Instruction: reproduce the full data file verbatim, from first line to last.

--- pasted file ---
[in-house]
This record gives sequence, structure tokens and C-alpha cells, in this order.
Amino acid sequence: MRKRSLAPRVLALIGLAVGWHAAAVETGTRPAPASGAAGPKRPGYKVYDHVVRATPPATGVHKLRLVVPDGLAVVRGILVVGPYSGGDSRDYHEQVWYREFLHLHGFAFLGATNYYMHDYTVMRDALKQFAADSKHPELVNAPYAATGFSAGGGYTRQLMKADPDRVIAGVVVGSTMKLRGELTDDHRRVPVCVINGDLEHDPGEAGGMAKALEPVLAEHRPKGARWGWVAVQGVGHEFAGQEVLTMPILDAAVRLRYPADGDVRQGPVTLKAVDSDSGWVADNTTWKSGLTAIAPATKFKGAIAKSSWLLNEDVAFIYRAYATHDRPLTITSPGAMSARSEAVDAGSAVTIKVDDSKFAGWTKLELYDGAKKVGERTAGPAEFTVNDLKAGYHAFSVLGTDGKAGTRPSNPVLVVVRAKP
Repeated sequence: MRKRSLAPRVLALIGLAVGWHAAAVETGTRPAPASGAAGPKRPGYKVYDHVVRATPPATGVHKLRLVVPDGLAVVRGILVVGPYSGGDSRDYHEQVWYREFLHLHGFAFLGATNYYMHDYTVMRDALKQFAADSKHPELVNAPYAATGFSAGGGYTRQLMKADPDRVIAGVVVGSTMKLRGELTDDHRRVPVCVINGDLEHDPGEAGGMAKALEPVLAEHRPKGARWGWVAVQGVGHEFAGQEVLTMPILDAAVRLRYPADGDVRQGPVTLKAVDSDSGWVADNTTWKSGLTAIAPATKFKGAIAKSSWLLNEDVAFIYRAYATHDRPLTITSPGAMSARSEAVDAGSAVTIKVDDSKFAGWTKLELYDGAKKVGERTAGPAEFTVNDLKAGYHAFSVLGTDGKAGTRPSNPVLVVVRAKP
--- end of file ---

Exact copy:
[in-house]
This record gives sequence, structure tokens and C-alpha cells, in this order.
Amino acid sequence: MRKRSLAPRVLALIGLAVGWHAAAVETGTRPAPASGAAGPKRPGYKVYDHVVRATPPATGVHKLRLVVPDGLAVVRGILVVGPYSGGDSRDYHEQVWYREFLHLHGFAFLGATNYYMHDYTVMRDALKQFAADSKHPELVNAPYAATGFSAGGGYTRQLMKADPDRVIAGVVVGSTMKLRGELTDDHRRVPVCVINGDLEHDPGEAGGMAKALEPVLAEHRPKGARWGWVAVQGVGHEFAGQEVLTMPILDAAVRLRYPADGDVRQGPVTLKAVDSDSGWVADNTTWKSGLTAIAPATKFKGAIAKSSWLLNEDVAFIYRAYATHDRPLTITSPGAMSARSEAVDAGSAVTIKVDDSKFAGWTKLELYDGAKKVGERTAGPAEFTVNDLKAGYHAFSVLGTDGKAGTRPSNPVLVVVRAKP
Repeated sequence: MRKRSLAPRVLALIGLAVGWHAAAVETGTRPAPASGAAGPKRPGYKVYDHVVRATPPATGVHKLRLVVPDGLAVVRGILVVGPYSGGDSRDYHEQVWYREFLHLHGFAFLGATNYYMHDYTVMRDALKQFAADSKHPELVNAPYAATGFSAGGGYTRQLMKADPDRVIAGVVVGSTMKLRGELTDDHRRVPVCVINGDLEHDPGEAGGMAKALEPVLAEHRPKGARWGWVAVQGVGHEFAGQEVLTMPILDAAVRLRYPADGDVRQGPVTLKAVDSDSGWVADNTTWKSGLTAIAPATKFKGAIAKSSWLLNEDVAFIYRAYATHDRPLTITSPGAMSARSEAVDAGSAVTIKVDDSKFAGWTKLELYDGAKKVGERTAGPAEFTVNDLKAGYHAFSVLGTDGKAGTRPSNPVLVVVRAKP